After watching a man get beaten half to death, the warden in the old prison movie Cool Hand Luke
tells the assembled convicts, "What we have here, is a failure to communicate." I remembered that line as I read (yet another) story about tech employers bemoaning the lack of talent, and (yet another) string of comments about how companies will find plenty of talent if they'll just stop looking for their dream date. If my friends the regular blog commentators think I'm about to bash companies, or the managers reading this think I'm about to criticize job seekers, I'm sorry to you both. Because when it comes to exploring this disconnect, I'm looking at all of you. There is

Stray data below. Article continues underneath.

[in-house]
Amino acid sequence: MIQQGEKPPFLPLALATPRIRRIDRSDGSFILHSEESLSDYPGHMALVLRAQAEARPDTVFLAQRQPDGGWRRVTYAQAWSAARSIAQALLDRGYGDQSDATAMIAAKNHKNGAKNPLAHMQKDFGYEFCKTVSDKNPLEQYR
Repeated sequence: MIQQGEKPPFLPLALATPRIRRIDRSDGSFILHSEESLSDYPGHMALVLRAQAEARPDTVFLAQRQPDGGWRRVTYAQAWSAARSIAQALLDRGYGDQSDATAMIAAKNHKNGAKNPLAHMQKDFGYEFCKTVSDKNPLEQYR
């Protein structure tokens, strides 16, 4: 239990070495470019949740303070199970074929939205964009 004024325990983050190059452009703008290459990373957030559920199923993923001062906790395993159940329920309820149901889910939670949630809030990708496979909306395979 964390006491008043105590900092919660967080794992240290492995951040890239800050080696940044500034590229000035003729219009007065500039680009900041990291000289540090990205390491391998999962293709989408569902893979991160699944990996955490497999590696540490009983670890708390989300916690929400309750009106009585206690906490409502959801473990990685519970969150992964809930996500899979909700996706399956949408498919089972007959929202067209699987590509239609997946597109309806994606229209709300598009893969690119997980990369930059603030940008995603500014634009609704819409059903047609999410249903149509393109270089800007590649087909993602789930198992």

a hiring challenge in IT today, and it's demonstrated by the low tech unemployment rate + the number of open positions. But it's exacerbated by managers' desire to find people who know everything they need to on the first day, and candidates' belief that their past experience equals qualification for work that needs to get done with today's tools. To put it another way, companies don't like to train new hires like they used to while candidates don't believe it's their responsibility to keep up with new technologies. A trade group executive once told me that success isn't about learning new skills; it's about evolving your existing skills. It amazes me how many people don't like to hear that. Nor do they want to consider that following the basics of job hunting add up to taking your best shot: networking, customizing your approach to each employer, learning how to communicate with other departments. Even sending a thank you note after the interview stirs controversy. At the same time, managers succumb to the temptation to dump every little need into their job descriptions, even though they should know better. It's just a fact of life that some great developers don't instinctively take the strategic view. They've got code to write, after all -- the code the company needs. Others have demonstrated solid ability in software engineering, but are at a loss as to what's the next tool they should learn. Ruby on Rails? Hadoop? R? Google Go? How about handling WebGL? Managers may want to consider the interest candidates show in the foundation skills needed to do the job, without being too granular. That said, it's perfectly fair to then expect them to demonstrate their interest by nailing down the knowledge they need -- once they know the rules. The dynamics of the tech job market aren't going to be changed by managers and candidates alone. Economics, politics, and dozens of other things impact it. But more thought about the realities faced by the person across the table can help, too. It is indeed about communication -- it's just no one should get beaten up in the process. What are your thoughts? Could an adjustment in your thinking help? Or is it all on the other guy? Let me know by posting a comment below.